Travel teaches us how to live with Muslims
Jet-lagged and unable to sleep, I awake a few minutes before 5 a.m. and step onto the balcony of my room overlooking Istanbul. Suddenly the colored lights atop minarets all over the city go on, and the voices of a dozen muezzins are heard from loudspeakers resounding all about me. It is the morning call to prayer, a strangely beautiful sound, repeated at four other times throughout the day.
Later, my wife and I board an electric trolley (1 1/2 Turkish lira — about a dollar — per person) to the Sultanahmet district, which houses the Blue Mosque, Aghia Sophia (a Roman Catholic cathedral converted into a mosque, then converted into a museum by the country's early-20th-century president, the secular-minded Ataturk), Topkapi Palace (home of the sultans and their harem-confined concubines) and the stupefying Grand Bazaar of shops extending seemingly for miles.
On the smooth-as-silk, four-car trolley, more modern than any I have ever ridden, we take our seats behind three young women dressed in brightly colored head scarves. One of them speaks a bit of English, and my wife conducts a lively conversation about Istanbul and our respective families, with everyone laughing and smiling.
Also on the trolley: a modern group of young women of Istanbul in totally chic, western dress mixing easily with the others in their traditional Muslim cloaks. As we move along, we glance at the passing sidewalks filled with a variety of people, the majority in gowns and suits as modern as in London or Paris, but with a healthy number of head-scarved women and an occasional ultra-traditional female in head-to-foot black chadors, leaving only a small space for their noses and eyes. Everyone mixes and mingles, and conducts their daily routines in relaxed fashion, showing total tolerance for each other.
Later in the day, I pass the jogging track of an in-city park where young women in shorts and other modern running gear, their hair in ponytails, are exercising alongside other equally athletic young women in head scarves and long dresses.
It is now late in the afternoon. After a strenuous day of mosque- and museum-hopping, my wife and I pass an alleyway on which we see a large Turkish sign with the smaller words "Turkish baths" underneath. We enter the most un-touristic establishment in all the city, where only sign language indicates to the surprised proprietors that we Yanks are each eager to experience these intensely local treatments (40 lira, about $25, per person).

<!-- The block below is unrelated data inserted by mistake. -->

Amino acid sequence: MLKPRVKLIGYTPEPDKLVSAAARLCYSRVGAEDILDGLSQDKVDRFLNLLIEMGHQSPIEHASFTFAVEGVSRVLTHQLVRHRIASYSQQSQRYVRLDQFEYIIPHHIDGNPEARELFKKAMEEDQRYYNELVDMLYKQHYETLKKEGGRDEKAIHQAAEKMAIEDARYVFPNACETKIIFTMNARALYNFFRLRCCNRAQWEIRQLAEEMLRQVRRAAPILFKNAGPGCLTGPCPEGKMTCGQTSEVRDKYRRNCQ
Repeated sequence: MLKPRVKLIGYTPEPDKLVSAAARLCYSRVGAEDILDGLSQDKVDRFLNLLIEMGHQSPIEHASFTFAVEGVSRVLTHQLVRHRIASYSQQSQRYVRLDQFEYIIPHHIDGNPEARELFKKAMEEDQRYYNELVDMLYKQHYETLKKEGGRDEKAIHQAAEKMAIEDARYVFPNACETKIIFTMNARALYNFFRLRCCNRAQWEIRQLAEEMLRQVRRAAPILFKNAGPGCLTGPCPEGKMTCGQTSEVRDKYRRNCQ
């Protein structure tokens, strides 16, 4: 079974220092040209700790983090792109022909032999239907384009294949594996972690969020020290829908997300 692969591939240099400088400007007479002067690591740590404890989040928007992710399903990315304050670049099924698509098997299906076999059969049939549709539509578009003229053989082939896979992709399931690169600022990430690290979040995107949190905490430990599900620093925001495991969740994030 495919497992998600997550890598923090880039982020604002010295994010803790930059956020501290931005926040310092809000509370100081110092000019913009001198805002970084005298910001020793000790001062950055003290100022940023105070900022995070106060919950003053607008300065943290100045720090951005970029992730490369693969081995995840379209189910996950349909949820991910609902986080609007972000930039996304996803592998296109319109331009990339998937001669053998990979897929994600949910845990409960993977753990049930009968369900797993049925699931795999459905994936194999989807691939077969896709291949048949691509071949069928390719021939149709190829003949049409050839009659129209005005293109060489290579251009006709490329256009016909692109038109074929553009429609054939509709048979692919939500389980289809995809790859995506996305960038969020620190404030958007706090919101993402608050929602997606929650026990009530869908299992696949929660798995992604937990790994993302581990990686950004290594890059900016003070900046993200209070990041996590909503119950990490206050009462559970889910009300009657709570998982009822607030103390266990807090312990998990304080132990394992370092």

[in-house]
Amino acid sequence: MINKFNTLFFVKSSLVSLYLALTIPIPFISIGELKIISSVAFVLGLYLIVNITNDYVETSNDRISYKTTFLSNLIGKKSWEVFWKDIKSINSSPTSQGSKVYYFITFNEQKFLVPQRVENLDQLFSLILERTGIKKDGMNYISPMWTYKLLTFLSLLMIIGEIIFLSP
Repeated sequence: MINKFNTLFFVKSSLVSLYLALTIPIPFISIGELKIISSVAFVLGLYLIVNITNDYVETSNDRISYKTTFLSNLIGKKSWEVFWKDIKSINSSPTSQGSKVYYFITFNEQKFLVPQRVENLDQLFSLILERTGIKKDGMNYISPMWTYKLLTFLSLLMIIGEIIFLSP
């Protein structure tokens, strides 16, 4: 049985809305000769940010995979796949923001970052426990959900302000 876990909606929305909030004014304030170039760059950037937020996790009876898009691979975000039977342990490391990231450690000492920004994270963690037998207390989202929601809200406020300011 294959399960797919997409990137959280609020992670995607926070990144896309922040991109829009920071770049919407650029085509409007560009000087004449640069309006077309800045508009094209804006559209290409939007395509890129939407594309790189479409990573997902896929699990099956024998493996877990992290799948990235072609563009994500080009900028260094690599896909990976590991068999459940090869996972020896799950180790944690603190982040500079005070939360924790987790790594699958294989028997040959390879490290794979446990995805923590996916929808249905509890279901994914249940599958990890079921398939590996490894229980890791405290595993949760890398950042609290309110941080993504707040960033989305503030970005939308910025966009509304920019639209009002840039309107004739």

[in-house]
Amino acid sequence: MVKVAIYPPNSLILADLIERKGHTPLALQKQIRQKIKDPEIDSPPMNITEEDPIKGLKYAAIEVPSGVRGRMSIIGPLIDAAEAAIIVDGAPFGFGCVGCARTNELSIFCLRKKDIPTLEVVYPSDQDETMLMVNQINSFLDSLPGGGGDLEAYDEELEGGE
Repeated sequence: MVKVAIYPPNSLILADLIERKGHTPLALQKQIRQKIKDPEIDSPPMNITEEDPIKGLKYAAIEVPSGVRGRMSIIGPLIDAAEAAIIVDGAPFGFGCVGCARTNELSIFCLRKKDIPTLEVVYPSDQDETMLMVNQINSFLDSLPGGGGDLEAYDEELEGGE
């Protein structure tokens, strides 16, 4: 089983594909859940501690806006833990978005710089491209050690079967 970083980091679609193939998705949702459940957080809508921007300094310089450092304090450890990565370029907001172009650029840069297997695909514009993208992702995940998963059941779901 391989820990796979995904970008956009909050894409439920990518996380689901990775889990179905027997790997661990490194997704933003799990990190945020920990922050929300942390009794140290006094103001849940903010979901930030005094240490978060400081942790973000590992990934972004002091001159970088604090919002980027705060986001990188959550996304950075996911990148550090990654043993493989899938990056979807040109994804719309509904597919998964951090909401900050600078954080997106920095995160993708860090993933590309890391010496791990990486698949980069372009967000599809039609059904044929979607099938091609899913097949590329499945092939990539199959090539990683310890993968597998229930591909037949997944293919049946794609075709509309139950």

I get undressed and am conducted into a searingly hot steam room where I am soon drenched in sweat and made to endure the heat for nearly half an hour. I am then rubbed down with what is close to sandpaper, then doused with buckets of cold, tepid and hot water in succession, then covered with soap. And then I undergo the most painful massage of my life, the masseur's thumbs digging deep into every muscle I possess. And after a final wash, I am wrapped into a towel and escorted to a reception room where I meet my also towel-draped wife, who has had everything except the steam treatment. We are each served a tiny glass of heavily sweetened Turkish tea. The proprietors of the steam bath beam at us, who probably are the first tourists they have ever served.
For the entire day we have been in a Muslim world, a part of it (namely Turkey) a tolerant land set on a course of modernity by its former military ruler, Ataturk. We are going to have to learn to live with that world, to deal with them as equals, to react to them with tolerance and sensitivity for their beliefs and their struggles. We cannot patronize or dominate them, as we have sometimes have in the past.
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